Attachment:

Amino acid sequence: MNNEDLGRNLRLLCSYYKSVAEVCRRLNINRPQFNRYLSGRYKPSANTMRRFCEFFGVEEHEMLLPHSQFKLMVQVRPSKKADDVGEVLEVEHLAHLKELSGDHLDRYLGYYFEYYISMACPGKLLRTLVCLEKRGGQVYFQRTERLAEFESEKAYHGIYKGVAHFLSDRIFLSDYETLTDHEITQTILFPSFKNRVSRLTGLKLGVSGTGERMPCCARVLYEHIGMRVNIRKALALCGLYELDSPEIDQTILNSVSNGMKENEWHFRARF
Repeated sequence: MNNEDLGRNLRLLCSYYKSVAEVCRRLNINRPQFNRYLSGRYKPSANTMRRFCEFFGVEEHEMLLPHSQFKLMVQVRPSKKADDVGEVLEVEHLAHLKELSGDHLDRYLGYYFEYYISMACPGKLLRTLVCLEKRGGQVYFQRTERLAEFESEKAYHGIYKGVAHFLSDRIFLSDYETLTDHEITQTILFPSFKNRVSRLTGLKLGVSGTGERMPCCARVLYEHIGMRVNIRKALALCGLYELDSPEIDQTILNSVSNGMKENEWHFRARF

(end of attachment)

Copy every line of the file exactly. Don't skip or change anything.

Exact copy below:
Amino acid sequence: MNNEDLGRNLRLLCSYYKSVAEVCRRLNINRPQFNRYLSGRYKPSANTMRRFCEFFGVEEHEMLLPHSQFKLMVQVRPSKKADDVGEVLEVEHLAHLKELSGDHLDRYLGYYFEYYISMACPGKLLRTLVCLEKRGGQVYFQRTERLAEFESEKAYHGIYKGVAHFLSDRIFLSDYETLTDHEITQTILFPSFKNRVSRLTGLKLGVSGTGERMPCCARVLYEHIGMRVNIRKALALCGLYELDSPEIDQTILNSVSNGMKENEWHFRARF
Repeated sequence: MNNEDLGRNLRLLCSYYKSVAEVCRRLNINRPQFNRYLSGRYKPSANTMRRFCEFFGVEEHEMLLPHSQFKLMVQVRPSKKADDVGEVLEVEHLAHLKELSGDHLDRYLGYYFEYYISMACPGKLLRTLVCLEKRGGQVYFQRTERLAEFESEKAYHGIYKGVAHFLSDRIFLSDYETLTDHEITQTILFPSFKNRVSRLTGLKLGVSGTGERMPCCARVLYEHIGMRVNIRKALALCGLYELDSPEIDQTILNSVSNGMKENEWHFRARF